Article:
India, one of the world’s fastest growing liquor markets, has been a yes and no country for liquor brands/businesses overall, owing to government policies and taxation systems, among other things. When it comes to the alcoholic beverages industry, India must abandon ad hoc decision making practises in favour of consistency in policy. Neeraj Sachdeva, the Director of Lakeforest Wines talks about the importance of uniformity and policy measures in Indian alcohol industry.
India is infamous for the type of taxes and policy implementation that plague the country’s liquor industry, with brands in the segment constantly looking for alternatives to improve the ease of doing business in the country. At the same time, as profitable as this segment is, the impediments rarely gain an advantage. In recent years, the country has seen both local and new players rise to prominence.
When it comes to alcohol, India has varying tax and policy measures across different states, and the category, unlike other goods, does not fall under the purview of the Goods and Services Tax (GST), so the revenue goes directly to the state government. The ad hoc decisions made by state governments regarding alcohol make it extremely difficult for the entrepreneur to have confidence in establishing a business in this segment. “Basically, the alcoholic beverage industry bears the brunt of any issue, political or otherwise. When there is a budget deficit, the government tries to get more money from the industry; when there is a political debate, liquor sales are prohibited or restricted. So, we are always at the receiving end. I believe there should be some consistency. It is preferable to regulate it rather than prohibit it,” says Neeraj Sachdeva, the Director of Lakeforest Wines.
Meanwhile, Neeraj Sachdeva emphasises the legislation and bureaucratic procedures that govern the liquor industry. “In any case, 70% of what consumers pay goes to the state government, and while that will not change, the industry needs to be more incentivized to launch better and newer options in the consumer’s interest. The problem here is that the cost of bringing a product to market (bureaucratic measures/policies) is much higher than the cost of creating a product. When it comes to alcohol, I believe there should be some level of cohesion so that India feels like a single country.”
While the sale of alcoholic beverages generates significant revenue for the country, each state has its own set of taxation and regulation parameters. Even during the Covid-19 pandemic, there were a variety of newer types of alcohol taxes, most of which had variable rates. To avoid revenue shortfalls and meet consumer health needs, approximately 21 states increased excise duties, maximum retail price (MRP), bottling fees, and imposed COVID-19 specific fees, cess, and surcharges.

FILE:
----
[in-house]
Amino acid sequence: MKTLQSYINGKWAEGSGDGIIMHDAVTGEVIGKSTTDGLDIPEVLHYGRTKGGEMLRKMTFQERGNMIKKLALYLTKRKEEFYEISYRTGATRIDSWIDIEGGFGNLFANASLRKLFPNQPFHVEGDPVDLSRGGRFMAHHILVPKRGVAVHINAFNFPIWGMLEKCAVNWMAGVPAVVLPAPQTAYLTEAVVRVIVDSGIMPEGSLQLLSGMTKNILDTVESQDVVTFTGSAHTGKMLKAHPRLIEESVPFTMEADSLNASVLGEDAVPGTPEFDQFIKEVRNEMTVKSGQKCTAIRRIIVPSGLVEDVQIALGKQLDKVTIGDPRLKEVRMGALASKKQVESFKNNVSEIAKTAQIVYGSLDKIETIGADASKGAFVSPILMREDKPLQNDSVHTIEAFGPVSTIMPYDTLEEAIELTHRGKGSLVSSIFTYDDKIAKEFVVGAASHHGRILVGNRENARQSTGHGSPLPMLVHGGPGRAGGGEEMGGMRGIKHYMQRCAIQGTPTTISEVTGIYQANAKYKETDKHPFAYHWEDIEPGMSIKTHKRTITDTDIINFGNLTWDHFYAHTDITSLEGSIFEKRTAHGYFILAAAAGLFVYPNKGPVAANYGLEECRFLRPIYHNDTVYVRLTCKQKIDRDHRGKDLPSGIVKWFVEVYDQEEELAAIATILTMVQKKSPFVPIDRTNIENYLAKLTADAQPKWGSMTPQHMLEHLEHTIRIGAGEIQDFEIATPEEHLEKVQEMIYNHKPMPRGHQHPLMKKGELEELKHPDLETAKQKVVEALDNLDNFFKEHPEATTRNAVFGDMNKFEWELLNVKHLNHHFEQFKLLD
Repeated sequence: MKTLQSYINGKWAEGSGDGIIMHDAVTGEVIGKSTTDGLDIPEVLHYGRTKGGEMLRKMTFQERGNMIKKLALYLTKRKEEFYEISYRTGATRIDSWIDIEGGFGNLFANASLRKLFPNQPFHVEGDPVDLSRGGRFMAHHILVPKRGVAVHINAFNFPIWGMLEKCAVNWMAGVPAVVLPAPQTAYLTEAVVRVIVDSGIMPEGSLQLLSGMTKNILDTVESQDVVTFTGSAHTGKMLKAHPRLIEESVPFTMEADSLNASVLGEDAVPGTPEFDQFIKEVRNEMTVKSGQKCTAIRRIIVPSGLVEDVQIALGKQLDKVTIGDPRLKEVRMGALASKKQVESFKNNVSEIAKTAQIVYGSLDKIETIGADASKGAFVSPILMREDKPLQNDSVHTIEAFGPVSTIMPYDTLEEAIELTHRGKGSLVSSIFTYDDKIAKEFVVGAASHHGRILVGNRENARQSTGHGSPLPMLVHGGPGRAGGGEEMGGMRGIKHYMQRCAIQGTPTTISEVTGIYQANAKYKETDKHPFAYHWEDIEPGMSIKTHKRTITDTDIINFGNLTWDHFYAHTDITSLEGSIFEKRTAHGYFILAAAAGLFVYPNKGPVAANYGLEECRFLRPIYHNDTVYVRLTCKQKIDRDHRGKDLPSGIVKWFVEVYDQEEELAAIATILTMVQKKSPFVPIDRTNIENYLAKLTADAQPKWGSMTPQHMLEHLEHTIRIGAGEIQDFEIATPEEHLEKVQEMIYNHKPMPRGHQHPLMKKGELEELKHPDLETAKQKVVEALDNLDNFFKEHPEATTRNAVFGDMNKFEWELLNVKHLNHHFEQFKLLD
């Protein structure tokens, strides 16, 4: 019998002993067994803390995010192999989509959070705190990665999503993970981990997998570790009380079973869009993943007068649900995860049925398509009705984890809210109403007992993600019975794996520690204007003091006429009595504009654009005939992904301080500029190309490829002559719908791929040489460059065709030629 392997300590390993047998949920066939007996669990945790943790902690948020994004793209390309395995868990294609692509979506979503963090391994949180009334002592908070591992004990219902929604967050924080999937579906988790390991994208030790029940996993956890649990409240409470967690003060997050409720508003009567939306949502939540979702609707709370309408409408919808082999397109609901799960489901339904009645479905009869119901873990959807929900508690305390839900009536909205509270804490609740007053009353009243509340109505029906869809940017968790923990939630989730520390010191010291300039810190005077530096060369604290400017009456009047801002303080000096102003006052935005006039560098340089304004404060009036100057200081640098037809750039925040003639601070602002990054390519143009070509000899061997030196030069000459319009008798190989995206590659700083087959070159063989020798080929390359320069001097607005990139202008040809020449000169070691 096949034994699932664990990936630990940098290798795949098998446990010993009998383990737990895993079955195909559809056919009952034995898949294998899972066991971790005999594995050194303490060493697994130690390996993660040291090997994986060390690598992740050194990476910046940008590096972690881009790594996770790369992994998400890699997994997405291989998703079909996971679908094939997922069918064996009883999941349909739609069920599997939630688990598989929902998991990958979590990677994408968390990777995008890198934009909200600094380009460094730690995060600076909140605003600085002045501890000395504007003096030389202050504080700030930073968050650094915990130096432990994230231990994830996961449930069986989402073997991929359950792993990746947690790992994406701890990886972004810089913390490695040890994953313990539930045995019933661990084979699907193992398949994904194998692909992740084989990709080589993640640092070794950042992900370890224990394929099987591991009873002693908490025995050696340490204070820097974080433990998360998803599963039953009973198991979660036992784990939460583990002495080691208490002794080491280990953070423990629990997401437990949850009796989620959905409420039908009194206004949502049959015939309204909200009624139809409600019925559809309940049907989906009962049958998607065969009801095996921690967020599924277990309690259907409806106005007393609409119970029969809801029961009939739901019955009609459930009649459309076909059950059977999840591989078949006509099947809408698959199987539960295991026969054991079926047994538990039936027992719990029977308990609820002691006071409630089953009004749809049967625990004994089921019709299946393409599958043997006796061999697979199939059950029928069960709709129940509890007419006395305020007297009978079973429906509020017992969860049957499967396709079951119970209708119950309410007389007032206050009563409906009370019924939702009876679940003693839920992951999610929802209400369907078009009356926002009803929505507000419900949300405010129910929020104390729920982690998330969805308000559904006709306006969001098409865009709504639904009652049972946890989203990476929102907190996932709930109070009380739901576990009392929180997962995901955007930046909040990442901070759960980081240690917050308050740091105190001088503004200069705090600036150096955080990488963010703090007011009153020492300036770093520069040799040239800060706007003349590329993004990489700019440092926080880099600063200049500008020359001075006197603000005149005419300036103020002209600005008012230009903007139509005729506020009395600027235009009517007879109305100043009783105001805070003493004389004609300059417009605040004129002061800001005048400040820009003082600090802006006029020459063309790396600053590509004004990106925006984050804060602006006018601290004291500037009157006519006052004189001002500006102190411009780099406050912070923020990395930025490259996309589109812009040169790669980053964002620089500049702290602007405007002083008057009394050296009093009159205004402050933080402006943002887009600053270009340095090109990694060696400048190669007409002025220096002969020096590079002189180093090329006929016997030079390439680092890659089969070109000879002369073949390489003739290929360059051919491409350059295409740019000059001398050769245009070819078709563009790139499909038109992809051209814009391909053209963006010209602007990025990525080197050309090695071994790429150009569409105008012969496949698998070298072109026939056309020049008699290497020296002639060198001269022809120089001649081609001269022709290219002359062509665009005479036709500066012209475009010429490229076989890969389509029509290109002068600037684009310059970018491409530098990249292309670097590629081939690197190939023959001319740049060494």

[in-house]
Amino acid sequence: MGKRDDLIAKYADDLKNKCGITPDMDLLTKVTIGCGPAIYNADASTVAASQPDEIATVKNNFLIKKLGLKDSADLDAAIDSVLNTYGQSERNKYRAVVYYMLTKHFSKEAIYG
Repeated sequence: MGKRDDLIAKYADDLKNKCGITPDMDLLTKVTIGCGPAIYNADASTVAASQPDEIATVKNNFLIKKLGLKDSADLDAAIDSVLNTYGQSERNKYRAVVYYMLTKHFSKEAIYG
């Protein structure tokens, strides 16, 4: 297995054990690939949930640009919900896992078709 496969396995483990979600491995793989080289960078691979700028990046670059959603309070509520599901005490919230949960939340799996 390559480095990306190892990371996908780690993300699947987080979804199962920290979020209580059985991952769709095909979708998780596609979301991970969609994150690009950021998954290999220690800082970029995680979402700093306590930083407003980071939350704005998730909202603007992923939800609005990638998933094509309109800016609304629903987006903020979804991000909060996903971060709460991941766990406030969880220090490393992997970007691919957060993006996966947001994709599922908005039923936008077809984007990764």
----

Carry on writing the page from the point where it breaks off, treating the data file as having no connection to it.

Changes were implemented in states such as Assam, Rajasthan, Karnataka, and Uttar Pradesh through increases in excise duty slabs, whereas specific COVID-19 related cess/fees were implemented in Delhi, Haryana, Odisha, and Telangana. The impact on final product prices ranged between 5% and 25%, with the exception of Delhi, where prices initially increased by 70% due to the imposition of a special corona fee of the same percentage. With such uncertainties, the liquor industry also face low interest from investors.
Despite numerous obstacles, alcoholic beverage companies have found their way into the domestic market, with many homegrown brands carving out a niche for themselves. Sula Vineyards and Simba are two well-known brands that cater to both domestic and international markets. “Sula currently exports to 20 countries. However, I believe there is more to offer and better profits to be had in the vast Indian market than in exports,” Neeraj Sachdeva says.
Furthermore, the power of digital media is assisting the segment in more ways than one. Unlike in the past, liquor companies can now advertise their products through digital channels such as social media. While Sula’s ‘vineyard visits for wine tasting’ have been successful, Simba has relied primarily on word of mouth and social media posts from its customers. “Music festivals, events, and so on have been great for us in recent times, in addition to digital platforms,” says Lakeforest Wines Director Neeraj Sachdeva.
Online delivery is another experimental area for liquor brands in India today. While many states have permitted ‘online delivery’ of alcoholic beverages, they have yet to permit ‘online selling’ of these beverages in the future. Furthermore, the leaders of the liquor industry discussed measures that could help Indian consumers become a more aware and conscious drinking population than they are now. Alcohol use disorder is a major problem in India. According to a report by India’s Ministry of Social Justice and Empowerment (MoSJE), one in every three alcohol users requires treatment for alcohol-related problems, and only about one in every 38 people with alcohol dependence receives treatment or assistance.